Author Topic: Nausicaa Engine  (Read 11315 times)

Anvilfolk

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Nausicaa Engine
« on: July 26, 2013, 01:42:32 PM »
There seem to be some really competent devs around here, so I thought I'd use this as a place to get feedback, bounce ideas and generally talk about game engine development.

I'm currently developing an engine that I hope will be useful for most types of 2d games. I'll be using it for a few proofs of concept games, and for NausicaaRL, a roguelike based on Hayao Miyazaki's masterpiece.

I'm using Python 3.3 and PySFML 1.3, based on SFML2. The github repository is at
https://github.com/Anvilfolk/NausicaaRL

The main concepts I am adhering to while programming this are:
- Seperation of logic and rendering
- Event-driven communication
- Entity system implementation
- Process management rather than "update(); render(); input()" loop

To be honest, I have read about so many different concepts that my mix'n'match might not make sense a ton of sense at the moment. Either way, here's some base modules and explanations.
  • Entities.py: contains Entities as aggregation of Components, and Components as data only. Systems are also here, and they track which entities have which components so that they can act on their data. There are two concerns here:
    • Many entity systems contain a RenderableComponent inside an Entity, which I dislike since it means that the game logic is including some visual information. It would be hacky to then make a dedicated server that did not need to have any rendering information whatsoever. Therefore, there will be no renderable components. Rather, whenever a component is created, an Event will be called, and the visual representation of the game, if any, will be responsible for figuring out how to display it.
    • Entity systems are typically used for real-time games. In a roguelike, you essentially have an event-driven system. I am thinking that the engine will have systems that can run in real time (they process all relevant entities every "frame"), and systems that simply work as event listeners to handle different things.
    There is also a World class that will contain the entities, and manage systems, entities, components, etc.
  • Processes.py: Process and ProcessManager. A process is something that needs to execute over several frames, like animations, particle systems, AI, etc. It's fairly simple stuff. It runs, and sometimes it can be aborted, stopped, it ends, starts, pauses, etc.
  • Events.py: there will be a singleton EventManager for ease of access, but many important classes, like a World, a Game, etc will subclass EventManager to allow local, more efficient communication. Events are currently dispatched according to their class. I am hoping that having lots of more localised EventManagers will make this simple system fast and robust enough, as there won't be lots of listeners that get irrelevant events.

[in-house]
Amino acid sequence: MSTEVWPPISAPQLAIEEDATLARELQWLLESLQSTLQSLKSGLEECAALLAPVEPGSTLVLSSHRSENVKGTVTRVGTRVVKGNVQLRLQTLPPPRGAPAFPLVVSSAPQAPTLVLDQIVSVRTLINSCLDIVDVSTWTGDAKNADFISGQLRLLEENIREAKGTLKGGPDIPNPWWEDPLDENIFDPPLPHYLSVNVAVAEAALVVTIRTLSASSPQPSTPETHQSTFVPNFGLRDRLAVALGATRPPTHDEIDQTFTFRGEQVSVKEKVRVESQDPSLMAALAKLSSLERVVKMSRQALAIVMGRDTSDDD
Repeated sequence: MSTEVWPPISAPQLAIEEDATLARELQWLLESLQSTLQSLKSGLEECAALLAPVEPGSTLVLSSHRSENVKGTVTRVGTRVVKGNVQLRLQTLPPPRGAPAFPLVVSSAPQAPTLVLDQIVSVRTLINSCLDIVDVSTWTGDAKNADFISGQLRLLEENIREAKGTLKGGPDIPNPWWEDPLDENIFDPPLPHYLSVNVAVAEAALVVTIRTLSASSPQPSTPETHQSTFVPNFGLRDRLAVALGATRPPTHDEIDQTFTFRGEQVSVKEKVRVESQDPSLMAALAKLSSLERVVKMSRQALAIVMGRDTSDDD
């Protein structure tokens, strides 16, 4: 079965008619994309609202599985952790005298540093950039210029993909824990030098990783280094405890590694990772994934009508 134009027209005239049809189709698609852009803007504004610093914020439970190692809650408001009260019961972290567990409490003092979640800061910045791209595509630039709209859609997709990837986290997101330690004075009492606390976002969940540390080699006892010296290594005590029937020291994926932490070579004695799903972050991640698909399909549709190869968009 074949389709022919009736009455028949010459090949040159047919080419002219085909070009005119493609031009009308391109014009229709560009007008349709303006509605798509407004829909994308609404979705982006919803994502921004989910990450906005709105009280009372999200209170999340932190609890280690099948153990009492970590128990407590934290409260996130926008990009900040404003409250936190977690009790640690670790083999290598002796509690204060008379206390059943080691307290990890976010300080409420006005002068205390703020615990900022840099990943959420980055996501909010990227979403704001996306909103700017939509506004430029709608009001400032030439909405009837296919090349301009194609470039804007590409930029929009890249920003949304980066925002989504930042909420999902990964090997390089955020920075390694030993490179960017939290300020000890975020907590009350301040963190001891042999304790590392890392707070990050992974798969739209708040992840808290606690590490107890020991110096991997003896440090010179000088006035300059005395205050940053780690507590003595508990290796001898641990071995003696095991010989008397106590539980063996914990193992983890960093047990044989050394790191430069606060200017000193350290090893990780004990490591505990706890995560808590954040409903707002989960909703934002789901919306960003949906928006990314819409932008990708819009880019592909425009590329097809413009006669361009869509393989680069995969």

• Game.py: manages GameStates. I am currently unsure whether this should be tied to the graphical representation or not. I feel a dedicated server will simply host the game itself, and not other states. This would essentially be a scene manager, for the main menu, game, score menu, etc. As such, I am thinking that the HumanView, the graphical representation of the game, will contain a GameManager, and each GameState will contain a GUIPane on which contents will be rendered.
  • HumanView.py: Views are intended to be anything that receives events and presents a view of the game to anything. In this case the HumanView presents it to the user, so it manages the Window, GUI, etc. A RemoteView will likely receive all important events in the game world and send them to remote clients. It does not need to worry about visuals at all.
  • nGUI.py: the GUI system, oh god, the GUI System. How much I hate this. It's so annoying to implement. Everything is either a NGUIBase or an NGUIPane (which extends NGUIBase). Panes may have more content. Everything has several properties that can be checked, like whether the mouse is within its bounds (independently of whether there is another element in front), and whether it has mouse focus, i.e. whether the mouse is on top of this, and nothing else "above it" is capturing it". NGUIBasicButtons, and most buttons in general, will also have a "primed" state, where the mouse has been clicked but not released. Upon losing focus, they also lose primeness. Everything is managed through its own EventSystem... I should perhaps integrate it, though right now the system is fairly intuitive. You can add listeners to every GUI component, and if certain methods exist, they will be called when appropriate (onMouseFocus, onMouseDefocus, onMouseDown, onMouseUp, etc).